Michigan Gov. Gretchen Whitmer (D) said at the hearing that her state is now doing almost 15,000 tests per day but has the capacity for 25,000 per day that it has not been able to meet because of supply shortages. 

In May, the state did start getting significant amounts of testing supplies from the federal government, she said, but the shipments are unpredictable, and sometimes inaccurate information is provided about which specific supplies are being shipped. It would be easier to hit testing targets “if supplies could be allocated more quickly and if we had a detailed breakdown of what was actually in the shipment,” she said. 

Trump, meanwhile, has largely been consumed with matters besides the virus over the past week. He offered little more than a cursory tweet to recognize the grim milestone of 100,000 coronavirus deaths in the U.S., and he has spent the last several days fixated on tense protests across the nation, threatening to send in the military to restore order.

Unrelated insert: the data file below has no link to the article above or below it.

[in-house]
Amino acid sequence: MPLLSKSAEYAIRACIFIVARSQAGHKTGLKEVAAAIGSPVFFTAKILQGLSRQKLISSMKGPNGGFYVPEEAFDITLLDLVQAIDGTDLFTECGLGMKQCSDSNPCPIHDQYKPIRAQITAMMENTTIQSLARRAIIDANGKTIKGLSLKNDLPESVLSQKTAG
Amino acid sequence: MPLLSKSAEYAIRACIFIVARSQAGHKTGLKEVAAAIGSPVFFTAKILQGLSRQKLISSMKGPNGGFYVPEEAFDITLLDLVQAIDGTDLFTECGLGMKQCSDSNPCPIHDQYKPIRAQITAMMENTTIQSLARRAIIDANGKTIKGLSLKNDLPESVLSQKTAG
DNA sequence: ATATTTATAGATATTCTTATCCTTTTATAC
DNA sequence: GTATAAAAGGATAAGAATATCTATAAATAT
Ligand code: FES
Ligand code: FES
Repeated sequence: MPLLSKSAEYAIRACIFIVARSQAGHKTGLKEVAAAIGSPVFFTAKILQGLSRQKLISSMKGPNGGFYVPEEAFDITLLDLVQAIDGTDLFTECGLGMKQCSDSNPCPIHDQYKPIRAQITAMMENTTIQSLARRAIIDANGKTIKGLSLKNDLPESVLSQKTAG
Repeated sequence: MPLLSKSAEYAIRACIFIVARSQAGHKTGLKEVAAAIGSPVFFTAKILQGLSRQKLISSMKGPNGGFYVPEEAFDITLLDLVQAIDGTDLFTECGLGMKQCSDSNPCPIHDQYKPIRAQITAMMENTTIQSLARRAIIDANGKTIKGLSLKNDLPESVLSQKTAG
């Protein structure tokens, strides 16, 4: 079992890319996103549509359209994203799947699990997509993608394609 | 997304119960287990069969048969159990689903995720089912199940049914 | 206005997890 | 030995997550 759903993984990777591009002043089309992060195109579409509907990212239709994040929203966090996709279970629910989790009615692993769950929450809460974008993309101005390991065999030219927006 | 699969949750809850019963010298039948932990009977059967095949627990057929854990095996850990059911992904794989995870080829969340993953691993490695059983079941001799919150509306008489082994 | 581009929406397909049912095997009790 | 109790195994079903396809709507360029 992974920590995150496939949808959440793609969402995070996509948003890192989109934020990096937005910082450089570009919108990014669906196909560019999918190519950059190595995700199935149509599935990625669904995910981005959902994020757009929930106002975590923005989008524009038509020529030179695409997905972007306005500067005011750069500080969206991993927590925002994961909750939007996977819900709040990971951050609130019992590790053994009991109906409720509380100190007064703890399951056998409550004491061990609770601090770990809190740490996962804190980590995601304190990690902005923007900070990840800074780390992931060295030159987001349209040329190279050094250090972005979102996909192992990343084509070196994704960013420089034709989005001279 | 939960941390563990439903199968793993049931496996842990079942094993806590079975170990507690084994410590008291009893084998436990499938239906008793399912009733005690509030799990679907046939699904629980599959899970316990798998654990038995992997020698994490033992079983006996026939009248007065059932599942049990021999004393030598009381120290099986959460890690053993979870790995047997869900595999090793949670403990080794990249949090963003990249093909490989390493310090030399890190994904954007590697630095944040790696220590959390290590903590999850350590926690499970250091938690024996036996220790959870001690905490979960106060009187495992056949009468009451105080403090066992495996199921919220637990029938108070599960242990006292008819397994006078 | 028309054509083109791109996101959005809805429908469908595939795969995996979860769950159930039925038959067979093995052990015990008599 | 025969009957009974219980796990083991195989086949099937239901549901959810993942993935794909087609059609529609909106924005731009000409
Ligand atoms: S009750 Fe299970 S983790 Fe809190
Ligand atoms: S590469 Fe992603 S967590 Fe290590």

His most extended commentary on the virus in the last week came when he announced the U.S. would “terminate” its relationship with the World Health Organization because of allegations of bias in favor of China, a move allies cheered and experts decried as counterproductive in the middle of a pandemic.

Trump has traveled over the past month to three states to tour facilities being used to manufacture or distribute supplies to fight the virus, and he will visit a Maine swab factory on Friday despite Gov. Janet Mills (D) expressing concerns on a conference call with the president that his presence would lead to security problems.